Mersea Island


The MIRO online whiteboard demonstrates the collaboration between individual and collective sensingsite activities performing Mersea Island. It contains text, images, sound, and video, which can be navigated as an interactive map of the group’s activity. Click on the image above to enter.

Sensingsite’s latest project is a collective response to the material and sensory nature of Mersea Island, Essex. We were first introduced to the island, located in the Colne Estuary just south of Colchester, through the Museum of London Archaeology (MOLA), and began our work in early 2020. As initial access was restricted by the Coronavirus lockdown, we conducted visits using Google Street View, which immediately introduced a critical awareness of differing techniques of media representation. Our subsequent and ongoing use of online Miro Boards as a dynamic platform for sharing material and ideas has become key to our working process, together with physical visits to the site. The physical and tactile act of walking the shoreline of Mersea Island for example, is a way of exploring the impossibility of establishing a concrete, continuous and solid border that defines a body of land as an island.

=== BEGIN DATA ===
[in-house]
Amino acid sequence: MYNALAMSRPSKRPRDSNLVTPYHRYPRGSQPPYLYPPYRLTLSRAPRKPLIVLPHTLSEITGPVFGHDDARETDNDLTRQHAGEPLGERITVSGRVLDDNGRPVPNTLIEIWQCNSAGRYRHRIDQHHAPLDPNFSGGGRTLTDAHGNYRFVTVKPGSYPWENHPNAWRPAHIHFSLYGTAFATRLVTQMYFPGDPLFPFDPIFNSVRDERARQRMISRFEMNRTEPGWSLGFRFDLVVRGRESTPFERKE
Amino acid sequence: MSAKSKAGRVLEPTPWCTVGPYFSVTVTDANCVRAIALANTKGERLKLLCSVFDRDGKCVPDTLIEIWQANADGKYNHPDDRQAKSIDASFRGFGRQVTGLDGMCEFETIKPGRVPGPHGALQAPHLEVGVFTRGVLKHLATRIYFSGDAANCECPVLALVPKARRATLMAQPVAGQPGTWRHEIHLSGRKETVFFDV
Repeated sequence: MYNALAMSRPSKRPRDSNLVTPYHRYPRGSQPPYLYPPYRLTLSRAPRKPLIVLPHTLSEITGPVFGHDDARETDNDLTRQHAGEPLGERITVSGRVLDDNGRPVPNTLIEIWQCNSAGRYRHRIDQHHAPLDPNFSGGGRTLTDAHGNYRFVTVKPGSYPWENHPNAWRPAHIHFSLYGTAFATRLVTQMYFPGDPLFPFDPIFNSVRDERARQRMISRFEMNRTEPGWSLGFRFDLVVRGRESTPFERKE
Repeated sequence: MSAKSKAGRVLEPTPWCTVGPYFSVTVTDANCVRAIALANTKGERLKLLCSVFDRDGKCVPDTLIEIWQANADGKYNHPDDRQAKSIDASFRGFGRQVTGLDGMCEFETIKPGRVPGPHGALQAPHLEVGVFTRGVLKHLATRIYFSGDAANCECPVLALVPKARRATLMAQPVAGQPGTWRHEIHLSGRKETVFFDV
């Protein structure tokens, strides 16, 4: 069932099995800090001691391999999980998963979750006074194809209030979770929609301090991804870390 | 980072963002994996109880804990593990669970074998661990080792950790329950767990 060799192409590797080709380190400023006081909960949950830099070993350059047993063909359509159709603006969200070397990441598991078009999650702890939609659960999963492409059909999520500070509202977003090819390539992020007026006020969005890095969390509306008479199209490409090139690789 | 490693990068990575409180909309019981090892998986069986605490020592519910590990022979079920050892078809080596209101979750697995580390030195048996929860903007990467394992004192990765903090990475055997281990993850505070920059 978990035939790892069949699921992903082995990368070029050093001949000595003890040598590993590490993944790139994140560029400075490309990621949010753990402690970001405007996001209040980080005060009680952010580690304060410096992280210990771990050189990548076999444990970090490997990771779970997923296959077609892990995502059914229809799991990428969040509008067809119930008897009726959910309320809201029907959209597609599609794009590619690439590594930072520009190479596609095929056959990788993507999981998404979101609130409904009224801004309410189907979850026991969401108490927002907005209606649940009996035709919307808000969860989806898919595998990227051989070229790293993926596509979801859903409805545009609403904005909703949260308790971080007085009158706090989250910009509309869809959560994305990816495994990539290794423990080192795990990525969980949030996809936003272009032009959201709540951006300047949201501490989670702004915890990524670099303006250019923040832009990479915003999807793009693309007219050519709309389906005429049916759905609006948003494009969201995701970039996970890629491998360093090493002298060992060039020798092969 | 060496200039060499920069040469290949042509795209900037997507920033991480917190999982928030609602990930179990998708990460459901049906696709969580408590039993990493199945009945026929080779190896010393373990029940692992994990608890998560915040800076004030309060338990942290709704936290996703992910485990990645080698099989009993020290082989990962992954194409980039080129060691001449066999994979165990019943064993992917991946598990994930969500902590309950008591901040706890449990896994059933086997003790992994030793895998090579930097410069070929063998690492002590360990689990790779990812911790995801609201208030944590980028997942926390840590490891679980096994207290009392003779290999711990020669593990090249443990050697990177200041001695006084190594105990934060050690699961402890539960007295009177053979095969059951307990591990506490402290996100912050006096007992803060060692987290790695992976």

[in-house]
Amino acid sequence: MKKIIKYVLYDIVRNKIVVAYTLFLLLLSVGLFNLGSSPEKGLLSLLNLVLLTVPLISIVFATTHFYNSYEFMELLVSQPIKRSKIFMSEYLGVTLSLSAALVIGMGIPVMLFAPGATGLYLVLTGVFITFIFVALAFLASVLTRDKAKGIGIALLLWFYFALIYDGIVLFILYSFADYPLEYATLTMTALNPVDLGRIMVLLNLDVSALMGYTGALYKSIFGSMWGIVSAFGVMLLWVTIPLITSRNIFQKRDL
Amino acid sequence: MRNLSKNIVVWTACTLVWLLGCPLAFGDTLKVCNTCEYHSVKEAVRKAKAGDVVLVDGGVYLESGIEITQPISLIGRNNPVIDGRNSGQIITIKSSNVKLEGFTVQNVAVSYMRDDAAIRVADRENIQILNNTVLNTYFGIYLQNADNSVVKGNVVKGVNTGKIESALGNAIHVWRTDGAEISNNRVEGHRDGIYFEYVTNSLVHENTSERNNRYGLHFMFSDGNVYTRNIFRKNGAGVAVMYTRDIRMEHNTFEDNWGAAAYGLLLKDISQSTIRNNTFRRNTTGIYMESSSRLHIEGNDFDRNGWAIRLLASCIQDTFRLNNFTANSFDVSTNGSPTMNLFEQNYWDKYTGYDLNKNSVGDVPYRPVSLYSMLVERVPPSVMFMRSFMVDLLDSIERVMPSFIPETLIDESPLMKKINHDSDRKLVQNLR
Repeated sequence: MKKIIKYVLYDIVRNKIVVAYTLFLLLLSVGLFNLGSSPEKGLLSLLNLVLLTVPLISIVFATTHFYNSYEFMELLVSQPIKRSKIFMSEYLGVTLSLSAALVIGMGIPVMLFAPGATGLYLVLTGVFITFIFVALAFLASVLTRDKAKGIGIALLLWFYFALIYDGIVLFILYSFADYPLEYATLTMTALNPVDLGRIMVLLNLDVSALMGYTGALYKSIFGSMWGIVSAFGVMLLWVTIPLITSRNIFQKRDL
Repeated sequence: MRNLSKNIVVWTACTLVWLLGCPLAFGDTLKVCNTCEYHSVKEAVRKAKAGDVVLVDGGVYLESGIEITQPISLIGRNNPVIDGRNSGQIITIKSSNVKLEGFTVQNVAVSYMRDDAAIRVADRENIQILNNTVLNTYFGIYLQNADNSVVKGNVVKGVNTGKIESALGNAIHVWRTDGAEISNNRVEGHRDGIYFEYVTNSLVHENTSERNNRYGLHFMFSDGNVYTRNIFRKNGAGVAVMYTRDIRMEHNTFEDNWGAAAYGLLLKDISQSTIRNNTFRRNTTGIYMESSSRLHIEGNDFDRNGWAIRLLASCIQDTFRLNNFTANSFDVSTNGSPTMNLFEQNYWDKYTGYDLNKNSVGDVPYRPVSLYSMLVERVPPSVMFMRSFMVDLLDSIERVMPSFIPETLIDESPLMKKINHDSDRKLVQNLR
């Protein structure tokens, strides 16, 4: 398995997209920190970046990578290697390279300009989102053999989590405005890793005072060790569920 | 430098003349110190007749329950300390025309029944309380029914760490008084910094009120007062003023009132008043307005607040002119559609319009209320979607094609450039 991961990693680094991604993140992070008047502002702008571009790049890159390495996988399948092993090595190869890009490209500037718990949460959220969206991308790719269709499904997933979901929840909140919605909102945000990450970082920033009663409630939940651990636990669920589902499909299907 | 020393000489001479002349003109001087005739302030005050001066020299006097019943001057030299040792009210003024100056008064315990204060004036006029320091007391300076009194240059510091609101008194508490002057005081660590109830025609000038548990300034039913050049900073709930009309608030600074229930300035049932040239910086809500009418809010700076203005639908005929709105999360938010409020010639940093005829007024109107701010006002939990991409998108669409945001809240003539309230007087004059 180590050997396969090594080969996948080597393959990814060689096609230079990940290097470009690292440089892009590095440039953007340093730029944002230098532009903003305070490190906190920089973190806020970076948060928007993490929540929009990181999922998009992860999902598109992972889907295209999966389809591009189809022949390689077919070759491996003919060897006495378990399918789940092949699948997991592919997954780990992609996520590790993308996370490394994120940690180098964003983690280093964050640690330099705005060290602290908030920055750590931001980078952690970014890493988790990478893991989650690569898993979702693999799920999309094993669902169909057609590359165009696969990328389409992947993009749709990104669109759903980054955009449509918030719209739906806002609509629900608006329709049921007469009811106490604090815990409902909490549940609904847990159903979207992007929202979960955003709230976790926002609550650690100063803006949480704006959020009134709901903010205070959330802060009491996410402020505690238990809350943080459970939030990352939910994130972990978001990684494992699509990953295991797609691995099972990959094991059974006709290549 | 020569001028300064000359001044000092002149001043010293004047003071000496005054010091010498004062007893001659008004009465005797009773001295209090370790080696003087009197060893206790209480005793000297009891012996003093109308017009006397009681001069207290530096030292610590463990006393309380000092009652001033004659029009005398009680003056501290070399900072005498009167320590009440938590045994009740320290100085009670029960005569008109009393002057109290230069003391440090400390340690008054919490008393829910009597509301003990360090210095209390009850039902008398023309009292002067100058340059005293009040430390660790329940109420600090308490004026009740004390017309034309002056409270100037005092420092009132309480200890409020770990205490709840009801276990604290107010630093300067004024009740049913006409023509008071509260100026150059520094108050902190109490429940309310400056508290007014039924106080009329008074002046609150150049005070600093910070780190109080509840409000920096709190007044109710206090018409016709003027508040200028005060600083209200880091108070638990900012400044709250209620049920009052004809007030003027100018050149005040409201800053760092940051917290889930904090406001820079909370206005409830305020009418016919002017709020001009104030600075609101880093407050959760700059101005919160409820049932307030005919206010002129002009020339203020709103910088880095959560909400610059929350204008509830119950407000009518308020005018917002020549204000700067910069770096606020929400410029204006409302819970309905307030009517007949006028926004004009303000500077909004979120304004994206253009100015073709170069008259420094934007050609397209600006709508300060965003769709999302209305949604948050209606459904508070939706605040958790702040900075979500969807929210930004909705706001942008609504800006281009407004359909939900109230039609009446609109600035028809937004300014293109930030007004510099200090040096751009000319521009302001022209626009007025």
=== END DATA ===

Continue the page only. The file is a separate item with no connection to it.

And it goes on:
Our experiments with acts of being in place, our research and group workshops have exposed multiple interests: of materialities, surfaces, and topologies; consideration of the ground and its relative scales, the pathways and boundaries that transect it, the porosity, holes, and gaps of the dynamic shoreline; the rhythm and patterns of processes at work, and the relative speeds of time - recent and distant archaeologies. Mersea Island is a dynamic and changing place with its constantly shifting outline. Climate change and sea level rise is already evident – sea defences on the southern side have been spectacularly breached as part of a 'managed realignment' of the coastline and intertidal hinterland. This has become a focus for our recent activities. 

This island is an animate and affective site, but it can also be a drawing machine or a performing agency which we tap into. The tools and technologies we use are extensions of ourselves, such as choreographed multi-camera recordings attached to bodies as they track grounds, or using our bodies as instruments of sound, as acts of respiration - drawing breath, for example, gives voice to sound, ‘atmosphere' moves from sky to mood. 

This collective processual approach is a methodology that can be used further afield, to address other sites, to question fixed identifications of place, and challenge notions of ground and materiality as inert and enduring. In our practice we consider site and self-similarity: how we discover, reflect, recognise, and orientate ourselves. Organisational aesthetics (the way we work together) unites psycho-mechanics and environmental dynamics - the workings of internal and external worlds. In this way, the way we go about making art is the art.